Tuesday, December 15, 2015

AR: Book Reviews with Aurasma

AR. No, it's not a reading program, or an acronym for your favorite candy. AR, or augmented reality, is just one of the ways we are using technology in our classroom.

Have you ever stood in the library, searching for your next great read? Want to know what other students are reading, and hear reviews from people who have read the book you are interested in reading? And, best of all, have the review be from someone your own age?
Students work together to embed their videos into Aurasma

Augmented Reality is allowing us here at Pier 112 do just that. And, lucky for us, the show Reading Rainbow is making a comeback. Before Thanksgiving break, we kicked off this fun activity with a few quick videos (yes I even threw in an old one) of the Reading Rainbow book reviews. Students evaluated the reviews for content, quality, and engagement. Over the break, they read a book and wrote a short, one minute or less book review. When we came back, they went to work.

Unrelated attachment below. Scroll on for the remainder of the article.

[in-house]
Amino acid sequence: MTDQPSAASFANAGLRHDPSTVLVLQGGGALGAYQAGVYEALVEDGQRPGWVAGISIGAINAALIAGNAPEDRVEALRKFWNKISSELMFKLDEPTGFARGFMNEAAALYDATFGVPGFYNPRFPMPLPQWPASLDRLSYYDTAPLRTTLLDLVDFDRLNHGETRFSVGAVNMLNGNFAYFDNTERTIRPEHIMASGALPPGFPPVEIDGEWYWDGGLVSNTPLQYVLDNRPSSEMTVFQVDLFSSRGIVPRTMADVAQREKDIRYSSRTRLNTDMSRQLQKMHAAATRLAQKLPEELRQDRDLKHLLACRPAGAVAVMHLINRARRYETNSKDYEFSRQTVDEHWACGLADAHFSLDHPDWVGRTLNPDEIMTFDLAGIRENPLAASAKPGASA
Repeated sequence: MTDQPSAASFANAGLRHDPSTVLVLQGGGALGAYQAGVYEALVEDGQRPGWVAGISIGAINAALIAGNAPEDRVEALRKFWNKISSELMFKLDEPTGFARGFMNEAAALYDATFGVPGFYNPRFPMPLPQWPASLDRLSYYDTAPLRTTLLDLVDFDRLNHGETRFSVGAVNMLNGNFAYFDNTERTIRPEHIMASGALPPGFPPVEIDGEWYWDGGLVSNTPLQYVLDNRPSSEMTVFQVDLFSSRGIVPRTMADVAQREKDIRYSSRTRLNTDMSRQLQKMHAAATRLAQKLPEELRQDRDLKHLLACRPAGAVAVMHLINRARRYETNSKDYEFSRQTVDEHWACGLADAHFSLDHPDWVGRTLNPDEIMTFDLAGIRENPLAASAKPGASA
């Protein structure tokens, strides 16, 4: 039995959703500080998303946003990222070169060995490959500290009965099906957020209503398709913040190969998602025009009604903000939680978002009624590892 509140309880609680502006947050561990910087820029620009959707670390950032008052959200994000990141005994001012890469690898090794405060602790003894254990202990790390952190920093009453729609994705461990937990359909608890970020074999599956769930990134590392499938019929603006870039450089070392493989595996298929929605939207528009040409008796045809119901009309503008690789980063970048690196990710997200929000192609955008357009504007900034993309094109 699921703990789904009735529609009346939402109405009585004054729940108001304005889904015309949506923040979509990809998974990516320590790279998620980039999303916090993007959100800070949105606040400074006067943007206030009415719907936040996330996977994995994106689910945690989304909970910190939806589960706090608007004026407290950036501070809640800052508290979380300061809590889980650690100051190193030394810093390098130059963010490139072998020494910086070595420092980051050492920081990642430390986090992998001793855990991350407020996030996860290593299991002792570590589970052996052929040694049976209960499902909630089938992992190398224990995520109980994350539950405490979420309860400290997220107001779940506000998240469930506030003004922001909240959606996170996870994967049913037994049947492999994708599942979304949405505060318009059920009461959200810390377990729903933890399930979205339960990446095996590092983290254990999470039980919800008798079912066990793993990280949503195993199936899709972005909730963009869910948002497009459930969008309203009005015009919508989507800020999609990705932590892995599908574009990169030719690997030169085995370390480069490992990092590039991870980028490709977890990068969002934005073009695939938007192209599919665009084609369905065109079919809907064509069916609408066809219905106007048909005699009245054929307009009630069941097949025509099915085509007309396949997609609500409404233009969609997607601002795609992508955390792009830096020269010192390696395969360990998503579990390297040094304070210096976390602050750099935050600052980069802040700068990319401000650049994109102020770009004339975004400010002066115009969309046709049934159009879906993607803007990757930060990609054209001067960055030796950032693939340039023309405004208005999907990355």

Students worked together to capture their trigger images and test each others' "auras"

What a great opportunity to embed so many concepts into one lesson. Collaboration? Students troubleshot technology issues with Aurasma, the augmented reality iPad application of choice. Assess writing skills? Students submitted a copy of their script before recording their videos. Practice fluency skills? Students practiced reading their script before filming their videos.

Now, hanging in our library are several pictures of books the students can choose from to see a review.

Interested in using Aurasma for your next project? Watch this short how-to video and find out how.

It's All About the Ocean

That's true this week at Pier 112, where our class is docked. This week marks the beginning of our venture into the sea, where we will explore underwater food webs, underwater research with ROVs, the interaction between land, water and air, and most importantly: Why people should care about the ocean.

Giuliana on Skype
We kicked off our next PBL, or problem-based learning unit, with a Skype session with one of NOAA's scientist, modeler and oceanographer Giuliana Turi. She talked to our 3rd, 4th and 5th grade students about her love of the ocean, Swiss chocolate and cheese, and her studies in ocean acidification. She was amazing! Keeping 90 students engaged for half an hour is quite a feat. We are excited to continue to work with her through this unit.
3rd, 4th and 5th graders at CSA tune in to the Skype with NOAA scientist Giuliana Turi